Introduction In their introductory essay, the editors of this volume analyze a stylized social choice situation to illustrate how coercion inevitably arises in any democratic state. It is useful to begin by recalling that example here: There is a group of people who have come together in a room for a common purpose and who must collectively set the temperature on a thermostat and then pay for the resulting use of energy. Inevitably, some end up too hot or too cold, and even those for whom the temperature is just right are generally unhappy with the balance between what they pay and what they get. Individuals were able to escape the situation only if they moved out of the building. However, if they stayed, they had to put up with the coercion implied by their assent to the collective decision. The example embodies several essential aspects of coercion in the public economy. Although we shall only deal with one of these in this essay, it is useful to review all of them briefly to provide a broader context for our discussion. Individuals will voluntarily participate in a collectivity despite its coercive nature if joining makes them better off. This suggests a first focus, namely the analysis of why communities form, under what circumstances people will join or leave them, and the nature and determinants of coercion that may persist in the equilibria of different types of societies. A separate body of work has developed on this topic, including the essays in the first part of this volume. A second focus deals with the choice of decision rules once a community has been formed. Here the classic work in a public finance context is by Wicksell (1896) and Lindahl (1919). As pointed out in the editors’ introductory essay, Wicksell's proposal for approximate unanimity stems from his desire to minimize coercion exercised via the public finances for members of a community while providing for their welfare. The mechanism design literature discussed in the previous essay by John Ledyard extensively studied the question of the existence under various conditions of the Wicksell-Lindahl solution, in which marginal tax prices are equal to individual marginal evaluations of the public good that is provided at its Pareto efficient level.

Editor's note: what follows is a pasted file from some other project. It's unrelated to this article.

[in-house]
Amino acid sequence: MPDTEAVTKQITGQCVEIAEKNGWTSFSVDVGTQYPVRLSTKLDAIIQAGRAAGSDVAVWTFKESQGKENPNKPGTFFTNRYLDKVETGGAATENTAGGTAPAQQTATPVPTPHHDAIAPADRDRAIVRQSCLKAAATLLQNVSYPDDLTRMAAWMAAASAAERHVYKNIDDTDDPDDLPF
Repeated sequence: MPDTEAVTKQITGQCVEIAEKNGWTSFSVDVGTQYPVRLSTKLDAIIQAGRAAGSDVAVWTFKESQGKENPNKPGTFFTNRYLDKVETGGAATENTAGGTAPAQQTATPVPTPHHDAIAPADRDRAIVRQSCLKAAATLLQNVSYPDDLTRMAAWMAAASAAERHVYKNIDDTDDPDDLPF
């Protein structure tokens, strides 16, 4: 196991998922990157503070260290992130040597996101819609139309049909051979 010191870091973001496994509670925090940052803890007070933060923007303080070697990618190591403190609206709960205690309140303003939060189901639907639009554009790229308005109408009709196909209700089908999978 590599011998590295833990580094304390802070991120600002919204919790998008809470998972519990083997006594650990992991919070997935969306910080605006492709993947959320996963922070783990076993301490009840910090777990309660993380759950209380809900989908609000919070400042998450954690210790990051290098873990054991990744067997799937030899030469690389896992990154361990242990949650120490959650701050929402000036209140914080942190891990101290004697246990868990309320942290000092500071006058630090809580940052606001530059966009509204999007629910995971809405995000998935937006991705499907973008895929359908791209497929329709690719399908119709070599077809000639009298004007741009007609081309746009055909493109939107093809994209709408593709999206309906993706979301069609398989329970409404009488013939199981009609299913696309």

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Winer, S, Tridimas, G. (George), & Hettich, W. (Walter). (2012). Social welfare and coercion in public finance. In Coercion and Social Welfare in Public Finance: Economic and Political Perspectives (pp. 160–200). doi:10.1017/CBO9781107280847.010